Don’t forget to say thanks

Thursday is Thanksgiving Day.

Thanksgiving Day is one of America’s most beloved and widely celebrated holidays.

The day before Thanksgiving (today) traditionally is the busiest travel day of the year in the United States; the day after – Black Friday – is always one of the busiest shopping days of the year.

America is a nation of people who have come from many countries. We are a melting pot.

Thanksgiving gives us the opportunity to remember to be thankful for the many contributions all Americans have made to preserve our existence.

Originally set aside by the American Pilgrims in 1621, Thanksgiving Day officially became a national holiday in 1863 when Abraham Lincoln issued the Thanksgiving Proclamation.

It is a time traditionally set aside to thank God for the good things in life. It is a time for turkey dinners and football, family and friends, and warmth and happiness.

America’s favorite holiday started when Pilgrim colonists and 90 Wampanoag Indians, led by Chief Massasoit, gathered together to celebrate a harvest feast in Plymouth, Mass.

Over the years, the 1621 secular harvest feast merged with solemn religious observances of prayer and feasting and Forefathers Day, which celebrated the Pilgrim’s landing at Plymouth, to become the Thanksgiving we know today.

On October 3, 1789, George Washington issued his Thanksgiving Proclamation, designating for “the People of the United States a day of public thanks-giving” to be held on “Thursday the 26th day of November,” 1789, marking the first national celebration of a holiday that has become commonplace in today’s households.

While subsequent presidents failed to maintain this tradition, it was Washington’s original proclamation that guided Abraham Lincoln’s more famous Thanksgiving Proclamation in 1863.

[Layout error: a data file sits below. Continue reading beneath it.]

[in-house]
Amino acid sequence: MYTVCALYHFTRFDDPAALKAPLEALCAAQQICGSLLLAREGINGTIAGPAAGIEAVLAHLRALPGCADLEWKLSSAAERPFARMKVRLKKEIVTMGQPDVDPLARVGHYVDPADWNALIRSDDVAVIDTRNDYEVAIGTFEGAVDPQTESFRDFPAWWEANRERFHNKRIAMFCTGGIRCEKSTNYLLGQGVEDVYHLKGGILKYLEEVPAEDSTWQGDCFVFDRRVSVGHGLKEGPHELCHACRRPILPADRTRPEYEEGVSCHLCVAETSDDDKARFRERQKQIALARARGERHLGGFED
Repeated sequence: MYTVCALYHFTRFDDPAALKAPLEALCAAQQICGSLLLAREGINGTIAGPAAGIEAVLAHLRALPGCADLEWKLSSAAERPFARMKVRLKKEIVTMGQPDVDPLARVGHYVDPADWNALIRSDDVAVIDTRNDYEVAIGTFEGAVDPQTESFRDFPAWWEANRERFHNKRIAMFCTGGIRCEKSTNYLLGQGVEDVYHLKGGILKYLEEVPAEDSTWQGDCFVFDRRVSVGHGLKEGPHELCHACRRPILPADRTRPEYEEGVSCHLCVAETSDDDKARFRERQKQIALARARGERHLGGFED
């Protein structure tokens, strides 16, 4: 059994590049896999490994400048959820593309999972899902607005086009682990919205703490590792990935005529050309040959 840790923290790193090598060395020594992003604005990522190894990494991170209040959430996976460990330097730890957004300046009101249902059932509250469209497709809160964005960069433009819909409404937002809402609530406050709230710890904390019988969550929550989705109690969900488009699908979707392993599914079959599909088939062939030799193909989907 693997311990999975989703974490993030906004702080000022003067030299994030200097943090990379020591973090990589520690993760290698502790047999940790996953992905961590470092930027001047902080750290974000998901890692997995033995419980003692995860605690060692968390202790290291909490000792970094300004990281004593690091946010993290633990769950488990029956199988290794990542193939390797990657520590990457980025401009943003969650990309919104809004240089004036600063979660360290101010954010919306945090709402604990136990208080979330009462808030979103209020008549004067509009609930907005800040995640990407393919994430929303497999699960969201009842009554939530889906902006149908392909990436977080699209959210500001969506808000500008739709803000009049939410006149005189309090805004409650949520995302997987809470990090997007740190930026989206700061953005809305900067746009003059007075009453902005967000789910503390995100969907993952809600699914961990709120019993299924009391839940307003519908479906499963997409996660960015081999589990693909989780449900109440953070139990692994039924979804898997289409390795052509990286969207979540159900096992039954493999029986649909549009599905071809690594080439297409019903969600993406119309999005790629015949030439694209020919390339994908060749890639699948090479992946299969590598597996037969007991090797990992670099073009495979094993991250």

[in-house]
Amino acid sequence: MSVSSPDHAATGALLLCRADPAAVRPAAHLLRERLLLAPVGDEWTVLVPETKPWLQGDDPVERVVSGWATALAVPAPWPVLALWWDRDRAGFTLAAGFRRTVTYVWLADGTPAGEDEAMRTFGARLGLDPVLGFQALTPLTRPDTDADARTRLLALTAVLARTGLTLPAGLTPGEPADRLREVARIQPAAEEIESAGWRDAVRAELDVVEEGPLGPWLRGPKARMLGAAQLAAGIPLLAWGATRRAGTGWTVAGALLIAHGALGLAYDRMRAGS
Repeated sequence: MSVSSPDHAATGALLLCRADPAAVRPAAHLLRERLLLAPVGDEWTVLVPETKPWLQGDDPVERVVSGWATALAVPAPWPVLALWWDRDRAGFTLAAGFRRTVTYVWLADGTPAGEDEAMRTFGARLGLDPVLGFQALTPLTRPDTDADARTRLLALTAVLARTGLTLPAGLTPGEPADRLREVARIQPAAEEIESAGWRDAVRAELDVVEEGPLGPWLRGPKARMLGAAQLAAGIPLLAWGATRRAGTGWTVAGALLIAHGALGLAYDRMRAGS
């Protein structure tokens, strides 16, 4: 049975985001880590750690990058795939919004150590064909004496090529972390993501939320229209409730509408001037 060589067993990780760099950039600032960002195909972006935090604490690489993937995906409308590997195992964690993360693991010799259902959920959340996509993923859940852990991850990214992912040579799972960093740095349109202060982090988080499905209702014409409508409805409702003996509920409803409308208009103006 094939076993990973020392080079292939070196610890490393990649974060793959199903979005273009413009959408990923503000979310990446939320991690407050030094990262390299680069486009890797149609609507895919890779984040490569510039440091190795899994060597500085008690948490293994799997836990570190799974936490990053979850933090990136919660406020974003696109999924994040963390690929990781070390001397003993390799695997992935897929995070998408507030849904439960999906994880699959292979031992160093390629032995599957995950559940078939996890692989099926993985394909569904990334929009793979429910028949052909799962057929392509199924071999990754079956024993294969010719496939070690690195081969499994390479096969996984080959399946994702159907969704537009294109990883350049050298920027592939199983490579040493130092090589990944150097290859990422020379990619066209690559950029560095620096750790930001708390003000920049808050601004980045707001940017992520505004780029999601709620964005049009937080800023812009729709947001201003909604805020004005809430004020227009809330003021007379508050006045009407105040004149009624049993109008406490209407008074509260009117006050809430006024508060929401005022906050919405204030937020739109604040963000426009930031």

In 1777, the Continental Congress proclaimed Thanksgiving as a national holiday.

At the end of the Civil War, President Lincoln declared two national Thanksgivings with the hope of healing a tattered nation.

The first was Aug. 6 to celebrate the victory at Gettysburg and the second, the last Thursday in November.

In 1941, the latter date was permanently established by an act of Congress.

The exact date of that first Thanksgiving in 1621 is uncertain, but it is thought to have been towards the end of September.

Edward Winslow, third governor of Plymouth Colony, jotted down some notes of that historic day.

“The celebration and feasting went on for three days and included games and recreation,” Winslow’s writings said.

The feast included 90 Indian guests, who brought venison from five deer, and 50 Pilgrims, who provided wild ducks, geese, swans and turkeys.

Research reveals that cranberry sauce was not common until sugar became readily available for sweetening the tart cranberry.

The menu, however, did include lobster, roasted goose, boiled turkey, a pudding of Indian corn and dried whorlberries, fricassee of rabbit, cod, roasted ducks, stewed pumpkin, roasted venison, and hominy pudding.

Table settings were primitive by today’s standards.

Don’t tell the kids, but most of the eating was done with the hands.

Forks were not provided as they were not commonly used in 1621.

However, large cloth napkins were used both to serve and to eat.

Originally, napkins were used not only for wiping one’s fingers and face, but to pick up hot morsels of food or to hold a roast for carving.

The concept of Thanksgiving was not new to the citizens of the new United States.

Colonists, even before the Pilgrims, often established Thank Days to mark certain occasions.

These one-time events could occur at any time of the year and were usually more solemn than the Thanksgiving we observe today, emphasizing prayer and spiritual reflection.

Go ahead, enjoy the meal, the family gathering, and the football games this Thanksgiving.

But don’t forget to say thanks.